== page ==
Heritage in miniature – the signet ring

April 5, 2018

Heritage in miniature – the signet ring.

 

Among the tureens, candelabra and statuettes that established Garrard’s name as a master goldsmith, the House archive shows orders for a far smaller bespoke item: the signet ring. “When we look at our ledgers we see the House has quietly been crafting signet rings for centuries, right up to the present day,” says Sara Prentice, Creative Director. Family names reappear as each new generation commissioned the rings that would tie their wearers back to their heritage.

A personal mark

 

The signet or seal ring had long been used as a symbol of identity, with examples dating back to Egypt’s pharaohs. With the invention of sealing wax in medieval times, the motif of a coat of arms, initials or motto was more often engraved than embossed. Each ring was hand carved, giving it a uniqueness of finish that meant its mark could be considered authentic and binding. It was then worn on the smallest finger of the non-dominant hand, making it easy to roll over sealing wax and establish the legality of a document like a will, letter or deed.

“Many commissions come from parents wishing to mark their son or daughter’s coming of age, with an 18th or 21st birthday present,” Claire Scott Head of Design, House of Garrard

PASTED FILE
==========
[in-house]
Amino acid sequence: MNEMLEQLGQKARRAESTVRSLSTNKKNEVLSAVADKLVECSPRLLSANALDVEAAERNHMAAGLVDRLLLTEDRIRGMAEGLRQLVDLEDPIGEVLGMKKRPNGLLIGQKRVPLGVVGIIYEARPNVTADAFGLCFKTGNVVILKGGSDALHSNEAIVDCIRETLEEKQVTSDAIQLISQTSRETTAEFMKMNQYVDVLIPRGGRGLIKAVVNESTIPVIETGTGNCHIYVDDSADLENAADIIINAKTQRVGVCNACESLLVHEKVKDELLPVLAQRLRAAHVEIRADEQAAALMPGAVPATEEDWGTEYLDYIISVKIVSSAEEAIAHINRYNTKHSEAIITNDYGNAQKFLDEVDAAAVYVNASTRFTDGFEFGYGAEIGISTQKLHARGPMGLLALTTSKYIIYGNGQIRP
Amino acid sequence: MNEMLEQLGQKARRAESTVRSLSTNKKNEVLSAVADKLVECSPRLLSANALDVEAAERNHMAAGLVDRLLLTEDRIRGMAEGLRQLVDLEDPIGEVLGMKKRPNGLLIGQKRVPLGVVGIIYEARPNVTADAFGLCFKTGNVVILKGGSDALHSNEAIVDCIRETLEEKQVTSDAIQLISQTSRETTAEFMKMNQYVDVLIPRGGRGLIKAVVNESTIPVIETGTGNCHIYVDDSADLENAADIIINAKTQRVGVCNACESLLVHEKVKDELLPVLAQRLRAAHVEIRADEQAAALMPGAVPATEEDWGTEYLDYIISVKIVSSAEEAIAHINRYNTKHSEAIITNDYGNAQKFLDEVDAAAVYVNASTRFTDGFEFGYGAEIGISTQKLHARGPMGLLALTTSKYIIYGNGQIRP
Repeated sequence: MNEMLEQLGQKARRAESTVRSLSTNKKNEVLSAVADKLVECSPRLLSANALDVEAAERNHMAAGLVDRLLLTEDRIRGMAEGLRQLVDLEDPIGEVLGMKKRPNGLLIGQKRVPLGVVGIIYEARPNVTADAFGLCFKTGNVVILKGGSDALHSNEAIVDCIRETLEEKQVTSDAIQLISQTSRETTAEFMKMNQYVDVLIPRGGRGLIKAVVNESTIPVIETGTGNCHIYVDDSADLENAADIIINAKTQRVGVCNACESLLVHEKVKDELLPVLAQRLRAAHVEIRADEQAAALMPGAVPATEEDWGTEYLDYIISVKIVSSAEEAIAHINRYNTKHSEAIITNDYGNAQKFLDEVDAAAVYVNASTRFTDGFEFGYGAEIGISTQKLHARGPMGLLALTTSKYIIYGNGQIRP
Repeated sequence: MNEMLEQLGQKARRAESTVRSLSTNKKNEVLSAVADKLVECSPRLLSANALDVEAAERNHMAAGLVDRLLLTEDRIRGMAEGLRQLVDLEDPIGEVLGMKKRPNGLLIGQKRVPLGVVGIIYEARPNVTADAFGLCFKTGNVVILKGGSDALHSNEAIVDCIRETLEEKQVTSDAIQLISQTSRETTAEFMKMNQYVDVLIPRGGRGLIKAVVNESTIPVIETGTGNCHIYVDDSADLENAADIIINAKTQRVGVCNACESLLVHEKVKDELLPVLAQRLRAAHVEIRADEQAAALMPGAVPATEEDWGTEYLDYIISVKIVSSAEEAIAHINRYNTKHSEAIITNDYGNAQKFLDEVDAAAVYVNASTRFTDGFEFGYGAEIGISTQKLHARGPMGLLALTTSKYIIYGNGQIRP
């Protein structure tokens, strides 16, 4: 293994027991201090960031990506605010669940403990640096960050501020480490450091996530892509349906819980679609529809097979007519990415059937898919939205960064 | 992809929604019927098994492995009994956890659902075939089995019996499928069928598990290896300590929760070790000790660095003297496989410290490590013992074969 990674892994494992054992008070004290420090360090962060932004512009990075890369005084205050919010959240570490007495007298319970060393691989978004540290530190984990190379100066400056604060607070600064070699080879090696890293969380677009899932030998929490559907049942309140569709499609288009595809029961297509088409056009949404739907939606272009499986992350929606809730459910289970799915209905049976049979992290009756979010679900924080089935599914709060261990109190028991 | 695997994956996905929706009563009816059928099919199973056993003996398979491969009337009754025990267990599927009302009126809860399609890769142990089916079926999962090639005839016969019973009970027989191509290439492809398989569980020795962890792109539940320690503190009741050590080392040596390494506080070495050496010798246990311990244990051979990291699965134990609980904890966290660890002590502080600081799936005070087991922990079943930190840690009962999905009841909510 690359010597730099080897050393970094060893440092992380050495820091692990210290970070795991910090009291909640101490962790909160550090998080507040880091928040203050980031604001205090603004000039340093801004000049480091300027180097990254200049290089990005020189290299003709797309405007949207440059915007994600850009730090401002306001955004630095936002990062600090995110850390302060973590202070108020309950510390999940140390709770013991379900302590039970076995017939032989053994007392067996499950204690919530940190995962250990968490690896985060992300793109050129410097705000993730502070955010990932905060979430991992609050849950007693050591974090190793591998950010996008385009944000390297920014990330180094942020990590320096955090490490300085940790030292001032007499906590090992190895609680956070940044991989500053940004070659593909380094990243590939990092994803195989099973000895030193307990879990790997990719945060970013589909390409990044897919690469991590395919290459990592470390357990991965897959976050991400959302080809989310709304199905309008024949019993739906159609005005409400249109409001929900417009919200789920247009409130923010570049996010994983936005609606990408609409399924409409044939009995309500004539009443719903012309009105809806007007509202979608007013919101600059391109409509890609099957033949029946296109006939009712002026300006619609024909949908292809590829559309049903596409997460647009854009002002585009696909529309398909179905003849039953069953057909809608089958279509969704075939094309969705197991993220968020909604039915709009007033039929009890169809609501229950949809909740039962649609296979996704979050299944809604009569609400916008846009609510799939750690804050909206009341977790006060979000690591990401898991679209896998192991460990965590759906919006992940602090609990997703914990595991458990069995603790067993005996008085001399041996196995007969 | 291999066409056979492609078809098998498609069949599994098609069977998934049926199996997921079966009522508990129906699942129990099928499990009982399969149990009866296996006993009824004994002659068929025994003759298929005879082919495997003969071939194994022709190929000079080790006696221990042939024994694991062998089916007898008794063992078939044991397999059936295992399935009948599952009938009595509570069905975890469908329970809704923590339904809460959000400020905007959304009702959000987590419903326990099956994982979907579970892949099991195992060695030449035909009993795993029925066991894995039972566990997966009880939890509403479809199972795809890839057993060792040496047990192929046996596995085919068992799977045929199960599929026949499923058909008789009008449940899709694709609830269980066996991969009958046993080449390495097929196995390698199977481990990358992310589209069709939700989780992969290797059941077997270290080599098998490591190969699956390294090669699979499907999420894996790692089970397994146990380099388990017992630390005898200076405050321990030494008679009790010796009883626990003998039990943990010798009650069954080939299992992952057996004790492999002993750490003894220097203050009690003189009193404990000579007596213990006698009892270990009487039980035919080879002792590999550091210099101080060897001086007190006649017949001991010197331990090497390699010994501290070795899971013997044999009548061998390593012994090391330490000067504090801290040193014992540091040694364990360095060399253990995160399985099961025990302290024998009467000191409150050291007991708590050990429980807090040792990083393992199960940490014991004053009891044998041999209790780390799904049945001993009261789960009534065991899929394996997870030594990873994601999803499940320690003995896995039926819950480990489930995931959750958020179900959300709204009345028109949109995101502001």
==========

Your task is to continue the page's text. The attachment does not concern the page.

Crafted commissions

 

The House holds oval and cushion rings in stock, enabling the wearer to decide which suits their style best. White or yellow gold and platinum are possibilities, as are the stones most suitable for carving, such as tigers eye, lapis lazuli or bloodstone. Once designs are confirmed, the ring can be ready within six weeks.

“Many commissions come from parents wishing to mark their son or daughter’s coming of age, with an eighteenth or twenty-first birthday present,” says Claire. “It’s a wonderful way to celebrate their transition into adulthood and continue a great family tradition.”

Connection to heritage

 

Gradually the signet ring lost its practical purpose but gained a new one. By carrying the family crest, it began to be considered a sign of its wearer’s heritage and pedigree. As families grew in number in the nineteenth century, many sons and grandsons were brought to Garrard to design their own emblems and experiment with different stone inlays, like lapis lazuli and amethyst. In this way, the signet ring came to reflect an individual’s aesthetic as well as his position in society.

Today many of the formalities that surrounded the commissioning and wearing of a signet ring have fallen away. Now it can be worn on any finger and feature any chosen symbol. Each choice is bespoke to the wearer.

 

Enquire now to commission your own heirloom >

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